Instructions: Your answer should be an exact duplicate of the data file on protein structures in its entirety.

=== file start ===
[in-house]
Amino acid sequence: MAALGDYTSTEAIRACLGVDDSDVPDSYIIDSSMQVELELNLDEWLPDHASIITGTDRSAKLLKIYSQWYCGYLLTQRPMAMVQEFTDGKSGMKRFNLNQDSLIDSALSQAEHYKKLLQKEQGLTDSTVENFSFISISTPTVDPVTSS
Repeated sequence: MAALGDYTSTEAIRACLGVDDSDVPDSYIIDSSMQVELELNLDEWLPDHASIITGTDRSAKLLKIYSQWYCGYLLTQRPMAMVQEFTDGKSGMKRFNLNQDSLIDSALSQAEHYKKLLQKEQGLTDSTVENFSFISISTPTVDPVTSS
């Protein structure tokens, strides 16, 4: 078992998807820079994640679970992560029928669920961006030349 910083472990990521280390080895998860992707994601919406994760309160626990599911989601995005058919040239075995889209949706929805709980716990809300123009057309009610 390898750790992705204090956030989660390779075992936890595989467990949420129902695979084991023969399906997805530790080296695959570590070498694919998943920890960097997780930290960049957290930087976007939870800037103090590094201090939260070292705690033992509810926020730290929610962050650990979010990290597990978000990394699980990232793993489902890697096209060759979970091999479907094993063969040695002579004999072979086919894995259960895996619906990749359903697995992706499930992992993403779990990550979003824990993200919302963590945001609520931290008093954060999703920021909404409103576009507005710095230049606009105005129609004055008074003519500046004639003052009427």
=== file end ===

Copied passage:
[in-house]
Amino acid sequence: MAALGDYTSTEAIRACLGVDDSDVPDSYIIDSSMQVELELNLDEWLPDHASIITGTDRSAKLLKIYSQWYCGYLLTQRPMAMVQEFTDGKSGMKRFNLNQDSLIDSALSQAEHYKKLLQKEQGLTDSTVENFSFISISTPTVDPVTSS
Repeated sequence: MAALGDYTSTEAIRACLGVDDSDVPDSYIIDSSMQVELELNLDEWLPDHASIITGTDRSAKLLKIYSQWYCGYLLTQRPMAMVQEFTDGKSGMKRFNLNQDSLIDSALSQAEHYKKLLQKEQGLTDSTVENFSFISISTPTVDPVTSS
């Protein structure tokens, strides 16, 4: 078992998807820079994640679970992560029928669920961006030349 910083472990990521280390080895998860992707994601919406994760309160626990599911989601995005058919040239075995889209949706929805709980716990809300123009057309009610 390898750790992705204090956030989660390779075992936890595989467990949420129902695979084991023969399906997805530790080296695959570590070498694919998943920890960097997780930290960049957290930087976007939870800037103090590094201090939260070292705690033992509810926020730290929610962050650990979010990290597990978000990394699980990232793993489902890697096209060759979970091999479907094993063969040695002579004999072979086919894995259960895996619906990749359903697995992706499930992992993403779990990550979003824990993200919302963590945001609520931290008093954060999703920021909404409103576009507005710095230049606009105005129609004055008074003519500046004639003052009427």